George Washington told of an angel who revealed a prophetic vision of America to him at Valley Forge. See Example( s )
Collected via Alexander, 1861
“Washington’s Vision” (reproduced as the example above) is a narrative presented as the 1859 reminiscences of 99-year-old Anthony Sherman, who was supposedly present with George Washington’s army at Valley Forge during the winter of 1777 and overheard Washington tell an officer that an angel had revealed a prophetic vision of America to him. The passage of more than 150 years has since obscured the origins and purpose of this narrative, leading many who encounter it now to believe that it is a true account of an incident from Washington’s life rather than a fictional tale created for political purposes long after Washington’s death.
The tale of “Washington’s Vision” was penned by
The meaning of “Washington’s Vision” was apparent to Alexander’s contemporary audience. First published in
During the war Alexander penned several similar tracts featuring both historical and contemporary American figures (e.g., Abraham Lincoln, Jefferson Davis,
As the Journal of the American Society for Psychical Research noted of “Washington’s Vision” and “General McClellan’s Dream” in 1917:
It seemed to us that the remarks which prefaced the dream itself plainly intimated that the latter was a literary production written for a patriotic purpose.
The [article] is from the pen of Wesley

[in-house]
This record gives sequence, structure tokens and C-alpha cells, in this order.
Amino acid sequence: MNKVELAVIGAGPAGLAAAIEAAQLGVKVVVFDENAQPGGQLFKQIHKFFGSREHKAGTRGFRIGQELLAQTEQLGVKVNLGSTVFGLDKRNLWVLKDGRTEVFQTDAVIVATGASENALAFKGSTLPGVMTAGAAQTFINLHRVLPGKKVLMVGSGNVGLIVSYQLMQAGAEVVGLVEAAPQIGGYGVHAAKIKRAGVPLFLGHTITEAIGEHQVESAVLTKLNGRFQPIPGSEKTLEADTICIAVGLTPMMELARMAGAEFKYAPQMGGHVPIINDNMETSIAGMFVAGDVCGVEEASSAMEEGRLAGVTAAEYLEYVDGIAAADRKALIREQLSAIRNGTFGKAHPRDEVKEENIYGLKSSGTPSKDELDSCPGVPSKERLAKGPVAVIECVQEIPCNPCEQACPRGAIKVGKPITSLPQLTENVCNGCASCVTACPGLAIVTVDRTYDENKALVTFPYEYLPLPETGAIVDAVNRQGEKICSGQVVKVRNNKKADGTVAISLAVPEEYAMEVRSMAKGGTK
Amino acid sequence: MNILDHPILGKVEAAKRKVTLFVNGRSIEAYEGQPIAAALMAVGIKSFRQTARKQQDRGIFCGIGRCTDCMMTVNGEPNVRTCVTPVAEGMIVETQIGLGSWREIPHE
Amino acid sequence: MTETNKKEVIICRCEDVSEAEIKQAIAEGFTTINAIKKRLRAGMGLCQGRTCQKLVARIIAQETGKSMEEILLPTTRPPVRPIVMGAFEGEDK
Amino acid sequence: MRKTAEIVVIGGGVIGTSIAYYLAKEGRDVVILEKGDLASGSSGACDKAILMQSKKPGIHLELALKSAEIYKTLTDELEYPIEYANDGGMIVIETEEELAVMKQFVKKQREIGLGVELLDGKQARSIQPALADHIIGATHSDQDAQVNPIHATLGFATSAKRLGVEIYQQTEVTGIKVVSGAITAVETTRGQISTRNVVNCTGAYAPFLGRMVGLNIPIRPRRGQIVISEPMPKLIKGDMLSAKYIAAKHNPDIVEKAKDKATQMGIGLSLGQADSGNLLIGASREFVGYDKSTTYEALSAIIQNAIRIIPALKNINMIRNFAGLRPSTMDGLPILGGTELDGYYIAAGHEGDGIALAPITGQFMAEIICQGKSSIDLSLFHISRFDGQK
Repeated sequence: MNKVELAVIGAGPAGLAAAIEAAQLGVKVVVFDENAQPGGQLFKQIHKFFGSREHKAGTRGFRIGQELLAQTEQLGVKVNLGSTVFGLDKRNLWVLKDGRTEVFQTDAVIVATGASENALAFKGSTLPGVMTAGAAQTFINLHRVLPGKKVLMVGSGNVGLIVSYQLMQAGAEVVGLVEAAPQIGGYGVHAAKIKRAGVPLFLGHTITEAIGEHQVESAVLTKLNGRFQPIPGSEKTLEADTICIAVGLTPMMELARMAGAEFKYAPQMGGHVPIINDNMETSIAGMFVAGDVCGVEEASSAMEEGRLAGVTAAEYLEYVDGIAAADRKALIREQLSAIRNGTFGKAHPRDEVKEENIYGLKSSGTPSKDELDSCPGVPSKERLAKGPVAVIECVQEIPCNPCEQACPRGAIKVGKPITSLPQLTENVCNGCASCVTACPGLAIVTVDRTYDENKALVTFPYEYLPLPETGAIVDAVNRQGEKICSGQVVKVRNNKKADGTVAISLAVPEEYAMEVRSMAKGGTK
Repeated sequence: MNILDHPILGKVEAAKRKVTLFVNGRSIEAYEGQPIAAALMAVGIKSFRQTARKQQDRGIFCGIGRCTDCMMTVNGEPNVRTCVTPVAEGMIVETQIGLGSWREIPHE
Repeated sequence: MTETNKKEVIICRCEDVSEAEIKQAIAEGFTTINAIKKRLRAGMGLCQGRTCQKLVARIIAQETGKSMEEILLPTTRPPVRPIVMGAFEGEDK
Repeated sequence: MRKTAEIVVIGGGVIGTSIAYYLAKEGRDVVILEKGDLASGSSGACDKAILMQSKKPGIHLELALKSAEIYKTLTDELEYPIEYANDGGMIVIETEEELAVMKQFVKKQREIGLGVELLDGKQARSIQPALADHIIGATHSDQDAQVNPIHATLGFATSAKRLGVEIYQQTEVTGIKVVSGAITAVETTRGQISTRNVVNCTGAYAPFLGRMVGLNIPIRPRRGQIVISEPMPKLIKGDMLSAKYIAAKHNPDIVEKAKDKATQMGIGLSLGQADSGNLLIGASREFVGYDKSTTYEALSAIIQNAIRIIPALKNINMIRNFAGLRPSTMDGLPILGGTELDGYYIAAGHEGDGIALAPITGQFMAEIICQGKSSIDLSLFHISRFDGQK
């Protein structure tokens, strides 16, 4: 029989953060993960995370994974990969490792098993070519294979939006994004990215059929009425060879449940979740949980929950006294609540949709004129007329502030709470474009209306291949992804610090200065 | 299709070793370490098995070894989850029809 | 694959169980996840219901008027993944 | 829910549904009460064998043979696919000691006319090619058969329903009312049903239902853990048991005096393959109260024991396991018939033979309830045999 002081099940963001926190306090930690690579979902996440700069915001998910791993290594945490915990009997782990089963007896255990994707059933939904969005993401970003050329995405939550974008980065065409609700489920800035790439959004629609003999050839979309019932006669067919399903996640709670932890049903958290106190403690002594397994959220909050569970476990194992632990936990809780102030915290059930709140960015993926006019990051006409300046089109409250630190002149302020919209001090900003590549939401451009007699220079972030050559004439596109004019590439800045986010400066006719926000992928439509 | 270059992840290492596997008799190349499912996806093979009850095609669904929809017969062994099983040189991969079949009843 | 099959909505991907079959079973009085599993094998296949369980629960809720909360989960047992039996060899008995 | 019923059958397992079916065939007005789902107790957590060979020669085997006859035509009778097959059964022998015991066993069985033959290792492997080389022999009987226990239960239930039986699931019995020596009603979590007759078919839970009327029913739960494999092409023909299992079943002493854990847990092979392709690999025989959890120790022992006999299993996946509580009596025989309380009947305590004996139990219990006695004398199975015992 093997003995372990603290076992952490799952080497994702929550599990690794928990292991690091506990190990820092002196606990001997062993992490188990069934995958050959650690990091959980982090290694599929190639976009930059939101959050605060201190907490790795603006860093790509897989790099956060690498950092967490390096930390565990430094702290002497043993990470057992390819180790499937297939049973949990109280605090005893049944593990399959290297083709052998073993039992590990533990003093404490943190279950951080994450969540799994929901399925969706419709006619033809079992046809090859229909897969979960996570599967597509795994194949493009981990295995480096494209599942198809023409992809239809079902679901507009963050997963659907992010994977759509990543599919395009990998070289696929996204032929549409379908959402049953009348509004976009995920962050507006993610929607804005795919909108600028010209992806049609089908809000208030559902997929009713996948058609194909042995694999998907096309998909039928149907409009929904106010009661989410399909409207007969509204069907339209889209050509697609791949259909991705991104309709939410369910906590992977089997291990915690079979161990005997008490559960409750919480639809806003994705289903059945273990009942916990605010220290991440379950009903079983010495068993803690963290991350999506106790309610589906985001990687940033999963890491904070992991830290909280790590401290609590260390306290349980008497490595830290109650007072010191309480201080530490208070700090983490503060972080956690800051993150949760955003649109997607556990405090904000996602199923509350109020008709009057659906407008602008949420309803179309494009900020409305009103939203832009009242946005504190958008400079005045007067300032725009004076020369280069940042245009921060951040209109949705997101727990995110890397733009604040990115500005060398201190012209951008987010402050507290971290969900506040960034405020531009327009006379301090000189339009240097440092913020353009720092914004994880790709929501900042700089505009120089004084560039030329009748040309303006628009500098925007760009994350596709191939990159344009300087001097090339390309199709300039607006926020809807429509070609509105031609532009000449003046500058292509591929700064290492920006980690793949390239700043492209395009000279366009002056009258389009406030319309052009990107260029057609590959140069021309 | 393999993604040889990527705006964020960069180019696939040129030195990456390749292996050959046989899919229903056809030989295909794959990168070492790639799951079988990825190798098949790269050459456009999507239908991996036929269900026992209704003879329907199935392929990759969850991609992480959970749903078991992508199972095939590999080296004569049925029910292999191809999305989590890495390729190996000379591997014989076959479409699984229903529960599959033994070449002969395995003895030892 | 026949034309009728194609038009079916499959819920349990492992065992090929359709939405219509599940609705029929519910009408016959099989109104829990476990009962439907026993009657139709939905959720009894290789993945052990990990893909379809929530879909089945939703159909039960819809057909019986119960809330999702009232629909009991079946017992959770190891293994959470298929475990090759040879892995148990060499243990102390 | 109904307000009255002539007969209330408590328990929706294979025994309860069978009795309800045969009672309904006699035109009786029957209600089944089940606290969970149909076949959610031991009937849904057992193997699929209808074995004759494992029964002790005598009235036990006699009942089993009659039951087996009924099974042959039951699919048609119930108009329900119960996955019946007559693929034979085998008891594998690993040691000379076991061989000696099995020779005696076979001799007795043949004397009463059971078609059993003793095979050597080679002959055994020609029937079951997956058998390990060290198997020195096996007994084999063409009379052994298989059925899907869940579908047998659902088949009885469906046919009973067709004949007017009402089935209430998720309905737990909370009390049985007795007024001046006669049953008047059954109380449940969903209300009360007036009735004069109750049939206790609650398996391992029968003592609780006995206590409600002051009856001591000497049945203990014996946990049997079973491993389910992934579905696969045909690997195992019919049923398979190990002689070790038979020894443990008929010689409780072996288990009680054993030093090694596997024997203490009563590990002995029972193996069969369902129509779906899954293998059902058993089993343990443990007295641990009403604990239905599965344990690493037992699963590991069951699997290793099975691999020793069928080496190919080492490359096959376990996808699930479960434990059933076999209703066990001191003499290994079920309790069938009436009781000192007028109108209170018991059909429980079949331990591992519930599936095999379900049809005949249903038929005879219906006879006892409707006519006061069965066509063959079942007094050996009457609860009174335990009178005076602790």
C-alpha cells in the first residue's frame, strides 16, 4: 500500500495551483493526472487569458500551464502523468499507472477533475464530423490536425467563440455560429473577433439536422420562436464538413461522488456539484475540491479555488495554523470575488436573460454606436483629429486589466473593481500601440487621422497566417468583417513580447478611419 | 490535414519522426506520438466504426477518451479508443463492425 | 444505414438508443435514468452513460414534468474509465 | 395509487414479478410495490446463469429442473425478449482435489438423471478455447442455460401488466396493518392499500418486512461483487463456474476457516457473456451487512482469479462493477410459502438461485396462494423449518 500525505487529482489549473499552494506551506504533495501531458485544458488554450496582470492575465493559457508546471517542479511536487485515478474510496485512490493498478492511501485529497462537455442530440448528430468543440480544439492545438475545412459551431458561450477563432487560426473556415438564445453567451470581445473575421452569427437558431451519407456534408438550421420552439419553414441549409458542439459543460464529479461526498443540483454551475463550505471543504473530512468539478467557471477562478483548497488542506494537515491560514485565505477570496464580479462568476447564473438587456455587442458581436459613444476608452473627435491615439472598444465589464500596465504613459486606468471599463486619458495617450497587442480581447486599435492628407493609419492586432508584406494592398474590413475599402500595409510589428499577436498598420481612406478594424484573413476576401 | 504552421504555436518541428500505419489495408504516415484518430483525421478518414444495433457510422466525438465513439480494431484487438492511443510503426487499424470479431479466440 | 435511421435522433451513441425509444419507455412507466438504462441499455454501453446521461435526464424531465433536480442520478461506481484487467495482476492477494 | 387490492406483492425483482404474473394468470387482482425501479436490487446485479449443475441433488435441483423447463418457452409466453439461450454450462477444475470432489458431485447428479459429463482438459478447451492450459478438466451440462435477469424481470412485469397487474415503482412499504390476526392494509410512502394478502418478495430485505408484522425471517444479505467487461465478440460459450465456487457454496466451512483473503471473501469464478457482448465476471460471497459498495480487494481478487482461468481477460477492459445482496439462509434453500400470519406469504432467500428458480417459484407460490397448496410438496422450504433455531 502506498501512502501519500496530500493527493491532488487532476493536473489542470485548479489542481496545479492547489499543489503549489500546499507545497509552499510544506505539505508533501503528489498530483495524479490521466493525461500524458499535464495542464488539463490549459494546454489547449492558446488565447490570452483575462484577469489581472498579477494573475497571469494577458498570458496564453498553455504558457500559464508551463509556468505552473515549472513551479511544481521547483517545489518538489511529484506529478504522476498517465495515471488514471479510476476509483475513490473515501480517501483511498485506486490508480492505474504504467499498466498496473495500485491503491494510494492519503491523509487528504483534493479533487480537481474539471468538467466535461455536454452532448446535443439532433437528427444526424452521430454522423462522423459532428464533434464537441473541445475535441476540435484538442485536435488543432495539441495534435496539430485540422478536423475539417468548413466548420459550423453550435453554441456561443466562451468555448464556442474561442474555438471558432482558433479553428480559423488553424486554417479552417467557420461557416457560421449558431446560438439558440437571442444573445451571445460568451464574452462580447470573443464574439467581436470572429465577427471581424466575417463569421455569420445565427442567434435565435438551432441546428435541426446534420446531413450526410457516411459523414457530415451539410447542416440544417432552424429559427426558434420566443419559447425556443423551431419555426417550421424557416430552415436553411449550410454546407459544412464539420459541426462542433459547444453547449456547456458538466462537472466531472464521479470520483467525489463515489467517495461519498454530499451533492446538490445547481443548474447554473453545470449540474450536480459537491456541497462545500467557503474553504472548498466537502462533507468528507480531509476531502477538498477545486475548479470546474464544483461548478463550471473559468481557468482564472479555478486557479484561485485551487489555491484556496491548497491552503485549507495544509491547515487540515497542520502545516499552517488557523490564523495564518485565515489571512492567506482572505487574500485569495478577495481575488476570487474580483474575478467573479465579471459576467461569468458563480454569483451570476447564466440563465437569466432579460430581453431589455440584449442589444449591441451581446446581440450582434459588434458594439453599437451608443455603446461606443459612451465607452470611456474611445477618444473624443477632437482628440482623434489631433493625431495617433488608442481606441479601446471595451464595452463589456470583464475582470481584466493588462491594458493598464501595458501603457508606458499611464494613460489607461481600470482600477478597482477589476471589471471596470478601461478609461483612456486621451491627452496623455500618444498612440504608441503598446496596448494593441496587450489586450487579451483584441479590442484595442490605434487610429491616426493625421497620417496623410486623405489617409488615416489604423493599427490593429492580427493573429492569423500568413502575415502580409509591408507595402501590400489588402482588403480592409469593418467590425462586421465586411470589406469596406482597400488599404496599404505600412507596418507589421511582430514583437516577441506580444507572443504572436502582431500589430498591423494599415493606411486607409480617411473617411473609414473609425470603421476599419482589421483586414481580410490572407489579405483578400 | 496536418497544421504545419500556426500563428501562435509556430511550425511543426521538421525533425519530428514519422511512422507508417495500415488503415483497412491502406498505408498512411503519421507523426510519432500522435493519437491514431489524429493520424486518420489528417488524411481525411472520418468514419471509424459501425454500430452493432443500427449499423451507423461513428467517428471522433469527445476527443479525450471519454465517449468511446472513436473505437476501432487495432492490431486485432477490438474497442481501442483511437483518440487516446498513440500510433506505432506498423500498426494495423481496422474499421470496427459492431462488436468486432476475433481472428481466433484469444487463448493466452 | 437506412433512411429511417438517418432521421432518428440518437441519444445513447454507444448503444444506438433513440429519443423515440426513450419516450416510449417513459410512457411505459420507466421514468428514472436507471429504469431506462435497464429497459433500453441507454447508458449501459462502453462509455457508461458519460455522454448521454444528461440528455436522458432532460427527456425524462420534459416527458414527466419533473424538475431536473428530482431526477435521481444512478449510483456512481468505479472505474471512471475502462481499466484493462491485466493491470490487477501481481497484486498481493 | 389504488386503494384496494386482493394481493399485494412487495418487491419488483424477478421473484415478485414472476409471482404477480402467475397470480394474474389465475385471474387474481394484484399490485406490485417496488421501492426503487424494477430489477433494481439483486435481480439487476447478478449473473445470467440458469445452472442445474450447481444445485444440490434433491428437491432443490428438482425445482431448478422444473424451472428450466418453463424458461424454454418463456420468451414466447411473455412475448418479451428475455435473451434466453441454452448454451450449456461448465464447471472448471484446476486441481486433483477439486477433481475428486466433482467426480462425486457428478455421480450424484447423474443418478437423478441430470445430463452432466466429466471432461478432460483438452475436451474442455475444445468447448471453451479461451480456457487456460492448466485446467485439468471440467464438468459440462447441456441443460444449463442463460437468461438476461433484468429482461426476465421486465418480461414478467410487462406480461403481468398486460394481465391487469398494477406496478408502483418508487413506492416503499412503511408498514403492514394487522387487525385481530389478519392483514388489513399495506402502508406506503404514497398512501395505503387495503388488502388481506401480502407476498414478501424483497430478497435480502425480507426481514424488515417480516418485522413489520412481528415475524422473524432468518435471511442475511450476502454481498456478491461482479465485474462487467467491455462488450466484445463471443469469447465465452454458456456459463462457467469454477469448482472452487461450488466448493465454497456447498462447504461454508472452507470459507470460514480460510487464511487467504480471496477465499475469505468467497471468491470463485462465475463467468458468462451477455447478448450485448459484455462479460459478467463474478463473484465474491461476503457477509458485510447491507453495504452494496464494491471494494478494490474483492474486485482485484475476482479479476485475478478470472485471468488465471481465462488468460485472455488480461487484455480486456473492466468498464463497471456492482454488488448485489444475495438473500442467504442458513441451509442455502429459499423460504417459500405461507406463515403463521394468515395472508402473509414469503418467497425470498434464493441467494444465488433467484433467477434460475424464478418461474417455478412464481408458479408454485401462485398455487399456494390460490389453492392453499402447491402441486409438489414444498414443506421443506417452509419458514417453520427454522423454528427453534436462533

Bradshaw, Esq.,and makes a fitting companion to “Washington’s Vision,” which sketch, written by the same author, at the commencement of our national difficulties, was widely copied by the press, and commended by Hon. EdwardEverett as “teaching a highly important lesson to every true lover of his country.” There is here no attempt to put forth the “dream” as authentic. It is a “sketch” written by a gentleman who shortly before had written another sketch about a dream or vision attributed to Washington.
(Although an officer named Anthony Sherman did serve in the Continental Army, he was at Saratoga under the command of Benedict Arnold at the end of 1777 and therefore wasn’t with Washington’s forces at Valley Forge during the winter of
Alexander’s expression of the theme that America can never be conquered by external enemies but can be brought down only through the failings of its own citizens gained renewed currency in 2001 among Americans in need of booster shots of patriotism after the events of
At what point shall we expect the approach of danger? By what means shall we fortify against
it? — Shallwe expect some transatlantic military giant to step the Ocean and crush us at a blow? Never! — Allthe armies of Europe, Asia and Africa combined, with all the treasure of the earth (our own excepted) in their military chest; with a Buonaparte for a commander, could not by force, take a drink from the Ohio, or make a track on the Blue Ridge, in a trial of a thousand years. At what point then is the approach of danger to be expected? I answer, if it ever reach us, it must spring up amongst us. It cannot come from abroad. If destruction be our lot, we must ourselves be its author and finisher. As a nation of freemen, we must live through all time, or die by suicide.